Hate Crime Act: Police Scotland must now show this poorly framed law really can be enforced in a 'proportionate' way – Scotsman comment

As new law comes into force on Monday, the Scottish Government continues to brush aside multiple warnings about its potentially adverse effects

Roddy Dunlop KC, dean of the Faculty of Advocates, warns police could be inundated by complaints from people “who claim to have been insulted by something that's been said online”; the Association of Scottish Police Superintendents says officers may be drawn into “abusive spats” online, taking them away from more serious duties; and the Scottish Police Federation believes a lack of training may have left some officers “confused regarding what is or is not a crime under the Act”. Humza Yousaf, however, seems to think everything will be fine when the Hate Crime Act comes into force on Monday.

The First Minister said he had “absolute faith in the police’s ability to weed out vexatious complaints” and deal with new ‘stirring up hate’ offences in an “appropriate” way. Scotland is about to find out who's right, and whether or not this Act is another example of badly drafted legislation slipping through the Scottish Parliament’s light-touch scrutiny.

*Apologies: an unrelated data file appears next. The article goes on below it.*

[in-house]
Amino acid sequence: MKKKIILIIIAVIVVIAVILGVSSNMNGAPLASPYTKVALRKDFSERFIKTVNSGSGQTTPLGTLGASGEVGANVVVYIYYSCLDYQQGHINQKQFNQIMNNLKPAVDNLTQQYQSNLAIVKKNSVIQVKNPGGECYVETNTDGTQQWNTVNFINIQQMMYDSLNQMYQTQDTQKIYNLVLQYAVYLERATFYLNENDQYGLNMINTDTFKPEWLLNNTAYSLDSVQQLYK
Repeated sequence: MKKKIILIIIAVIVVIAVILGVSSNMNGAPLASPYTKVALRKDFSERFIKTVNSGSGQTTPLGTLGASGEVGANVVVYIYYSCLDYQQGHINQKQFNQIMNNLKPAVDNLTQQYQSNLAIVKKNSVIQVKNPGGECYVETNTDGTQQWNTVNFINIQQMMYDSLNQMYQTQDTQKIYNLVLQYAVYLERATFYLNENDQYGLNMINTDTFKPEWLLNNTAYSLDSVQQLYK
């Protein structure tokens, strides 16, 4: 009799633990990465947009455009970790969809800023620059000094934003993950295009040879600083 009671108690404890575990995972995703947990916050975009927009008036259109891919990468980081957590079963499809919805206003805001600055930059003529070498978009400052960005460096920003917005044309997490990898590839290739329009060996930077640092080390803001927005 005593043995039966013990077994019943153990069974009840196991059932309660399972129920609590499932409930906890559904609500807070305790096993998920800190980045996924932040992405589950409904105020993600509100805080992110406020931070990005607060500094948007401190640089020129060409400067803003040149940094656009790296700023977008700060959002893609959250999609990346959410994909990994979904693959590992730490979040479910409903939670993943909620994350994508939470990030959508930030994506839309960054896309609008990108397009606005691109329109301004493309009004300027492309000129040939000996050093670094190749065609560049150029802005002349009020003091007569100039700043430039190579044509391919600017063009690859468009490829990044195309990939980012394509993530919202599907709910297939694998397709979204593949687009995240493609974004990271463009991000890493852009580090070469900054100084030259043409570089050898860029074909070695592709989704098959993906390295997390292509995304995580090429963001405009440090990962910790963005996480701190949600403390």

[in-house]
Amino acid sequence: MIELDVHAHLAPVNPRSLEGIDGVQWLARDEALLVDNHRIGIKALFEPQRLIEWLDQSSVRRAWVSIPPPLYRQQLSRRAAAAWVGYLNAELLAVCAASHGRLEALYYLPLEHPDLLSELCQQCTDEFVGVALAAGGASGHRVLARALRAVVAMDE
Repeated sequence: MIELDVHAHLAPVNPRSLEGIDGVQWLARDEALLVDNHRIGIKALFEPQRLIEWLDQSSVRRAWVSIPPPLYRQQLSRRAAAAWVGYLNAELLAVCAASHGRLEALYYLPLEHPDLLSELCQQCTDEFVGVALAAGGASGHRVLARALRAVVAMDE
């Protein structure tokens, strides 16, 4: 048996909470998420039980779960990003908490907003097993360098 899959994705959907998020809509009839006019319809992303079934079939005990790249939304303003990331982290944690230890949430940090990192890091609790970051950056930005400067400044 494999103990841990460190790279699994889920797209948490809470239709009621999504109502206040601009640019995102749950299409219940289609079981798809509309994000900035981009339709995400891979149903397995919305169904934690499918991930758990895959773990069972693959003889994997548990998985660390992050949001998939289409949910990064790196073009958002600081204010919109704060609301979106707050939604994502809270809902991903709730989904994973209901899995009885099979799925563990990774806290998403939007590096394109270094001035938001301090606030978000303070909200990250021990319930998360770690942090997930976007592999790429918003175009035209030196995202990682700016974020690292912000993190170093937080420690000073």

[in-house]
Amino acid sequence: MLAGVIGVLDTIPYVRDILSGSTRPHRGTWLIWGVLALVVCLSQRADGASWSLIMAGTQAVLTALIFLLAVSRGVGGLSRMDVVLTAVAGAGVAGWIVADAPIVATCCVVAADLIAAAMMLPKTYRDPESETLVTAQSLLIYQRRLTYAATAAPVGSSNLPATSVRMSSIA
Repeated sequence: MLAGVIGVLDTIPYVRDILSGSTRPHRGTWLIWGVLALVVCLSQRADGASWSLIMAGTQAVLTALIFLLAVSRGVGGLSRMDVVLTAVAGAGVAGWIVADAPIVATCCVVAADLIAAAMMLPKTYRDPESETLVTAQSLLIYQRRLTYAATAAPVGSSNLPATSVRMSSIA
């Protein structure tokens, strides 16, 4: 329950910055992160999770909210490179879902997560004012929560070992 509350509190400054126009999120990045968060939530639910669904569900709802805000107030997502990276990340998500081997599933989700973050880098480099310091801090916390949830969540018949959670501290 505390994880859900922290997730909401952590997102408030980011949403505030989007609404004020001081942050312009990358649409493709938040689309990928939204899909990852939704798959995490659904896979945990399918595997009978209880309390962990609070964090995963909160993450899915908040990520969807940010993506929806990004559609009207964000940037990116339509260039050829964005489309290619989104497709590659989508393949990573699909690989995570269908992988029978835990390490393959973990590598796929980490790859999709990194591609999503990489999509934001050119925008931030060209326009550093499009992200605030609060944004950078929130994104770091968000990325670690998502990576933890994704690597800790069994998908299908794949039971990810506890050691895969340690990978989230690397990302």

Hide Ad
Hide Ad

Yousaf told MSPs that stirring-up offences and the recording of what the police call “non-crime hate incidents” had been around for years. However, it is a mistake to think that significantly expanding the scope of laws and practices, even long-established ones, will never cause a problem.

If large numbers of people suddenly discover the police have recorded “non-crime hate incidents” against their name, or if such incidents can be revealed during enhanced background checks by Disclosure Scotland for jobs like teaching, there will be hell to pay. A “hate incident” represents a finding of fact despite the lack of legal process. It should at least be an “alleged hate incident” but, given the likelihood of vexatious complaints, they should be recorded anonymously.

The interaction between poorly drawn legislation and a police force that has shown some alarming signs of over-zealousness could give the growing army of culture warriors a new weapon with which to try to ruin the lives of people they dislike. However, this law is coming and it is now for Police Scotland to prove it can be policed in a proportionate way. If not, politicians must be prepared to think again – and quickly.